MAIS, PRIEZ MES ENFANTS - BUT PRAY, MY CHIILDREN

The children called out the sentence as it appeared.  A shout of joy was sounded among the people.  They began to pray the Litany of Mary.  Another sentence appeared.

DIEU VOUS EXAUCERA EN PEU DE TEMPS - GOD WILL SOON ANSWER YOUR PRAYERS

As the children read out this sentence, the people began to weep tears of joy.  It is Mary.  She’s there to help them.  Praise Jesus!  He allowed her to come again.  As the assemblage wept and praised God and His magnificent mother, the Lady began laughing.  The children shouted, “Look, she’s laughing.....Look, she’s laughing!!”  Soon, the people were affected by the laughter of the Lady.  Everyone laughed with her.

They began to sing another hymn to Our Lady.  Under the first sentence, a much larger letter began to be formed.  It came to them in three stages.  The first was

MON FILS - MY SON

It stayed like this until they began to sing the Salve Regina, at which point the next two words were formed.

SE LAISSE - ALLOWS HIMSELF

At the very end of the Salve Regina, the last word of the sentence was formed.

TOUCHER - TO BE TOUCHED

The entire sentence was

Mon Fils Se Laisse Toucher - My Son Allows Himself To Be Touched

Another translation of the sentence is

MY SON IS WILLING TO HEAR YOU

In a small village in the middle of nowhere, at the very darkest hour, Mary, the giving Mary, the loving Mary, began a precedent which has stayed with us from that time until this.  We can change His mind through His Mother.  Tribulation and chastisement can be lessened, minimized, and very possibly done away with, through the intercession of the beautiful Lady who was given to us at the foot of the Cross.

At a given point, the group began to pray the evening prayers.  It was about 8:30 at night.  A large white veil appeared at the feet of Our Lady.  Slowly, it ascended, covering her as it climbed up.  Within a short time, it covered all of her except her face.  It stopped for a beat, as she looked down at her children with so much love.  Then it moved up over her face. to her crown, where it stopped.  The crown could be seen for a moment, and then, it, too, vanished.  It was 9 o’clock.  She had been with them for three hours.

There was an entry made in the log of the Prussian Army for January 18, 1871.  They had entered Laval, a short distance from Pontmain.  The army was ordered to stop their advance, turn around and return to Paris.  There was no reason given; the order was executed.  The troops left the area.  Within ten days, the war was over.  An armistice was signed.  All the soldiers from the little village of Pontmain were returned unharmed.  The swift action of the Lord in honor of the request of His Mother, was realized.

Of all Our Lady’s apparitions, this one is our favorite, in that the Message is one of Great Hope, of Mercy.  This is the Mary we know, the Mary of Hope.  This is the Jesus we know, the One who wants to be touched, who wants to change His mind.  My Son Allows Himself To Be Touched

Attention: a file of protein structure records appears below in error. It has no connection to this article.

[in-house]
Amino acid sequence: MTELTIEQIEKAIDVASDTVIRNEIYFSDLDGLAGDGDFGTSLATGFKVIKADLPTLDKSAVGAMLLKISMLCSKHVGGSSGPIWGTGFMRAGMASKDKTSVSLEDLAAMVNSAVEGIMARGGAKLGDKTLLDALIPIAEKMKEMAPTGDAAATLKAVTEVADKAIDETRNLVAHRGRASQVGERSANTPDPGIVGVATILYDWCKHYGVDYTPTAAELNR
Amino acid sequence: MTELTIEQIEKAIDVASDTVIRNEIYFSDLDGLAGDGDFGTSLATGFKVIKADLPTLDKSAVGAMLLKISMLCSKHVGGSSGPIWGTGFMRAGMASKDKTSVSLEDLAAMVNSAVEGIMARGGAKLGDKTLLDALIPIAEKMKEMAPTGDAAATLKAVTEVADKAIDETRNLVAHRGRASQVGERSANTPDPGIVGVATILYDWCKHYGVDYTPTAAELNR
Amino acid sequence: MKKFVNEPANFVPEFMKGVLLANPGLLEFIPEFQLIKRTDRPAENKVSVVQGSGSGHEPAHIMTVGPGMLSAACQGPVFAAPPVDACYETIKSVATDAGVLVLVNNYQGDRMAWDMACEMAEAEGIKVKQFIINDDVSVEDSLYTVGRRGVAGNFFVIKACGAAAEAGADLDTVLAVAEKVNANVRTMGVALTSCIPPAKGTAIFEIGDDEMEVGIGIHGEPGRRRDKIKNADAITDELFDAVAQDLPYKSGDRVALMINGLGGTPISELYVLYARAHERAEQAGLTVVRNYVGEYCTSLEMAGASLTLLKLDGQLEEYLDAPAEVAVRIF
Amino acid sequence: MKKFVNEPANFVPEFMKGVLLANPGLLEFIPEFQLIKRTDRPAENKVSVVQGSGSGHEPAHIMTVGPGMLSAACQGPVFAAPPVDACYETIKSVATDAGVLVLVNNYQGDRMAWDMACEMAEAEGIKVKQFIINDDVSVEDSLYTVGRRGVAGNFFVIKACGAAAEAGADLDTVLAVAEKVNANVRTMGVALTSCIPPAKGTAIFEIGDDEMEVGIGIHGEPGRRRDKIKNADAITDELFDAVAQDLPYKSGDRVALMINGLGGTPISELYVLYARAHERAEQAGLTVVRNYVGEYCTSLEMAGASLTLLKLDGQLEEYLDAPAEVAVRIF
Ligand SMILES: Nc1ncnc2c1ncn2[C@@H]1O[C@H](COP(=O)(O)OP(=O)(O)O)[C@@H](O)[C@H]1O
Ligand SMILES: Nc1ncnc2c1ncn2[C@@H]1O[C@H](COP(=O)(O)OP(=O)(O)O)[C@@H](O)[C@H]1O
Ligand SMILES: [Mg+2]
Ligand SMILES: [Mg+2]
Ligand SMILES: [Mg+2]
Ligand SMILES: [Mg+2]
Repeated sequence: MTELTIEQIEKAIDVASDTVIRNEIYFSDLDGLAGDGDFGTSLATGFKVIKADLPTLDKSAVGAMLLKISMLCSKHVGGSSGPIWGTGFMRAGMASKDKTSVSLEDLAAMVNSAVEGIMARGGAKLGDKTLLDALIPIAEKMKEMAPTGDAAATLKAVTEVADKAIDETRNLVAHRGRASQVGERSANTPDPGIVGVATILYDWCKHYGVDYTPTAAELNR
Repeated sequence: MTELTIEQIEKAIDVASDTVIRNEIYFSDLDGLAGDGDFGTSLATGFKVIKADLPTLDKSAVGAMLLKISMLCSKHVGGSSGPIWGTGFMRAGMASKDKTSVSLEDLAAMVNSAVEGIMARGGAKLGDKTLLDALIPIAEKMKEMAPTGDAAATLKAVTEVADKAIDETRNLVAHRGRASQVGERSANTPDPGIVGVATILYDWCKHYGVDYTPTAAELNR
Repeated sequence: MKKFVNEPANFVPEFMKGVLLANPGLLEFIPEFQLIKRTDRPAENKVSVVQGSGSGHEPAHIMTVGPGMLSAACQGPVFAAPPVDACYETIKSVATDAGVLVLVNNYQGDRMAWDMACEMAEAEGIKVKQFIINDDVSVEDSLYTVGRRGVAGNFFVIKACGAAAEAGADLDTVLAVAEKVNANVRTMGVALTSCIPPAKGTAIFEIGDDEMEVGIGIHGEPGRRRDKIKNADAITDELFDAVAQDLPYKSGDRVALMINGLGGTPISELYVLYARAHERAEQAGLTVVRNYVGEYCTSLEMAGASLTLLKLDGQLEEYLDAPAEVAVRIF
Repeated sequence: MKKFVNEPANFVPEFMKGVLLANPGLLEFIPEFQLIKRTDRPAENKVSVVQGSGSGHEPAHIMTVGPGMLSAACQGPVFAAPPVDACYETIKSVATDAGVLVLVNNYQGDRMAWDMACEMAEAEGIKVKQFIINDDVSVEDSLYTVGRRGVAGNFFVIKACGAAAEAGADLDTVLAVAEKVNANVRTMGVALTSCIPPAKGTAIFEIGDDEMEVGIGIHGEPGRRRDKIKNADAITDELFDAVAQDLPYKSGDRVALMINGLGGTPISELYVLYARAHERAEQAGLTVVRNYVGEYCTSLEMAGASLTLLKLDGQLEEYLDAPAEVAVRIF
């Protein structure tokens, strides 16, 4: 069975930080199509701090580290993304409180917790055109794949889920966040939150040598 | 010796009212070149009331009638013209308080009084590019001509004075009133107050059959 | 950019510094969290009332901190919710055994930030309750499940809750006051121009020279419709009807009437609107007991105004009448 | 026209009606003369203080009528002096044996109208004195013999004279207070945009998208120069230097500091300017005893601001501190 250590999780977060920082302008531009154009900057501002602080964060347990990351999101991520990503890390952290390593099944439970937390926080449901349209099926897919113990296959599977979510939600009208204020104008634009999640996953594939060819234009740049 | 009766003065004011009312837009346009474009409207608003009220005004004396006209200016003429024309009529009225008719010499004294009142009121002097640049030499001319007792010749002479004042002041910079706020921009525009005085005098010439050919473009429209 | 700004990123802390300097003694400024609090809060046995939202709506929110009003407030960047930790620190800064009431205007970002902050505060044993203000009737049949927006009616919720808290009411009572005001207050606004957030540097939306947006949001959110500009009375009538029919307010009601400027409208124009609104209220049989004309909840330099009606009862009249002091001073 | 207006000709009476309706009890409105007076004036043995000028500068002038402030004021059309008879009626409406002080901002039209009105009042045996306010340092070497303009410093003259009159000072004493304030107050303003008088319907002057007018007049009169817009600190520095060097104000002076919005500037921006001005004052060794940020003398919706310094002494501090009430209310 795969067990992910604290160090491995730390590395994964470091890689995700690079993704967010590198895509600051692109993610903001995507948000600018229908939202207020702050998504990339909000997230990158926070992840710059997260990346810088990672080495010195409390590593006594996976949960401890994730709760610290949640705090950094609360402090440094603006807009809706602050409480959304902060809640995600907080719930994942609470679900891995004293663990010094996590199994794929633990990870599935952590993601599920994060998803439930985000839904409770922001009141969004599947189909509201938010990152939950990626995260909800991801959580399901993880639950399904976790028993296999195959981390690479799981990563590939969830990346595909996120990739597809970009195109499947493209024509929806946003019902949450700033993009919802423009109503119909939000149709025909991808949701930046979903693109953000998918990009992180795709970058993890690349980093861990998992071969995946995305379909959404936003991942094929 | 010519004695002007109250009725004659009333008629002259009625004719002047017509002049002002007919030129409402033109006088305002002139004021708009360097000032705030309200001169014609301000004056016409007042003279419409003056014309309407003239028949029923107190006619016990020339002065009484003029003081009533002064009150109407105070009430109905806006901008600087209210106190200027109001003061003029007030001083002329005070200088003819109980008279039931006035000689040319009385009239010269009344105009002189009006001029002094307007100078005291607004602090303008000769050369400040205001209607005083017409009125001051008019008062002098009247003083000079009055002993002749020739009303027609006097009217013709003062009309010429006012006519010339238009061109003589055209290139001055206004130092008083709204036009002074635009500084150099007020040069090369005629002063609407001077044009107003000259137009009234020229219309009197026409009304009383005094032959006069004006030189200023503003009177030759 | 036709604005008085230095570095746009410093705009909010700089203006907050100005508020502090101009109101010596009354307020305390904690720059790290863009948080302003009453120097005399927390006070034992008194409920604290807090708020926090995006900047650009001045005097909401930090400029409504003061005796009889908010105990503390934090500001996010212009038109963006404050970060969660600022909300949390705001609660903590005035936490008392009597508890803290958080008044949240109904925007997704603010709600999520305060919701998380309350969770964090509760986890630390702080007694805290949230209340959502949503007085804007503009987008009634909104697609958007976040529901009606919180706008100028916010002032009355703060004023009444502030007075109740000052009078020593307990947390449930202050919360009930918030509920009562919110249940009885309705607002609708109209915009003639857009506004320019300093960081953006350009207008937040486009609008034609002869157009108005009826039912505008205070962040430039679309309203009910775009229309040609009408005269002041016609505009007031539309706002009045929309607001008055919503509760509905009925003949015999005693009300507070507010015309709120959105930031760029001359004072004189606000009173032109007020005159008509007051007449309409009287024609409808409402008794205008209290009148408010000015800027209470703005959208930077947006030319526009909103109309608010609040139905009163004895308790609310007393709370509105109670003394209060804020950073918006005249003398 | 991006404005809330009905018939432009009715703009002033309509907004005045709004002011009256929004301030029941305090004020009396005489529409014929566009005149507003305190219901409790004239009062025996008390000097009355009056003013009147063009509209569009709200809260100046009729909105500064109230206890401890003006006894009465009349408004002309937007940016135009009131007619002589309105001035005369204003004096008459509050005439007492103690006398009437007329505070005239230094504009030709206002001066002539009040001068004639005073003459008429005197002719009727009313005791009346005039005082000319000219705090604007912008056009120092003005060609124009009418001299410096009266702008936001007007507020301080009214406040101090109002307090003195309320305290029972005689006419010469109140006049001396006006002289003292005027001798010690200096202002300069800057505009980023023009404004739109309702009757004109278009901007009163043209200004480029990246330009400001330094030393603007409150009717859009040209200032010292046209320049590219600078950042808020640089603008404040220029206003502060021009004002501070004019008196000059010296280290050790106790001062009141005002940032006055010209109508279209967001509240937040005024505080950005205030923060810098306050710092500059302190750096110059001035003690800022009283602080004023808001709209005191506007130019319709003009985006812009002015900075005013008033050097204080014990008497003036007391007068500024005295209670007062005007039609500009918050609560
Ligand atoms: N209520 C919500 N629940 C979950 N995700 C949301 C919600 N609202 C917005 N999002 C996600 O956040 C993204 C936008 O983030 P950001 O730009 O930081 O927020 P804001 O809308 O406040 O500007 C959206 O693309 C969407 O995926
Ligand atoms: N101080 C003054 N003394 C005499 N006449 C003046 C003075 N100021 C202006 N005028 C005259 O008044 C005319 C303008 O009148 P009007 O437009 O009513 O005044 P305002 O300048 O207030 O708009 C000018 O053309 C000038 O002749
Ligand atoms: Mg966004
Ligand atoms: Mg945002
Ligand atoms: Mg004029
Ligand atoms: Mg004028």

[What you have read is a condensed version of the Chapter on Our Lady of Pontmain in Bob and Penny Lord’s book, The Many Faces of Mary Book I.  For ordering information click here]

 

 

Nashville Womens Conference

 

Family, we were blessed this Spring to be invited to speak at a Conference for Women of Faith in Franklin, TN, a suburb of Nashville.  It was one of the most awe-inspiring days we have ever spent.  It was attended by over 800 Catholic Women of Faith.  They were all filled with the Holy Spirit, and were indeed sisters-in-faith.

Before we began our talk, we had to share with them a women’s conference we attended in Metairie, Louisiana some years ago with Fr. Harold Cohen (God rest his soul).  It was a Magnificat Women’s Breakfast, which was attended by over 450 sisters-in-Christ, again joined at the hip spiritually.  They supported each other in prayer, in love, in uplifting each other. 

Prior to this happening in Franklin, Tennessee, we thought nothing would ever top that experience.  But we must share that this day, April 2, 2011, was a topper.  It was not only because of the amount of women present, but their hunger to be fed spiritually, to bond, to be sisters with everyone else there, and be filled with the love of Jesus under the mantle of the Catholic Church.

It was held in a church, St. Philip, in Franklin.  This was a perfect venue for this conference.  There was enough room for everyone to be seated comfortably.  There was a chapel, which had devotion to the Blessed Sacrament, exposed.  It was constantly filled, with people coming and going, but spending a good deal of time with Our Lord Jesus.  It was as if one of the talks filled them so much, they had to go and talk it over with Jesus, or ask in petition for a gift, or thank Him for one received, after having realized how blessed they were.  

Sheri Isham is the founder and president of the Catholic Women’s Conference.  It was her dream, after having attended Christian Conferences for women in the past, to bring together Catholic Sisters who wanted to share the love of Jesus, as she writes on her home page, “to rejoice, to reflect and to be inspired.”  She began it five years ago, and has each year successfully been able to bring together a thousand or more women to spend this day together. 

The format was simple.  We began with Mass celebrated by the Bishop of Nashville, David Choby, who gave an inspired talk to the women.  He was followed by Bob and Penny Lord, (us).  Originally, we were asked to speak about the Miracles of the Eucharist, but shortly before we went to Nashville for the Conference, we were asked by the coordinating team to give our own testimony, which can be very heavy, considering all the things that have made up the fabric of our lives.  It’s been awhile since we’ve given that talk, but we could see that our journey through the valleys and high places in our lives was exactly what many of the sisters at the Conference needed to hear.  So, for us, it was a great experience.  There were other great speakers, and a concert.  All in all, it was a special day.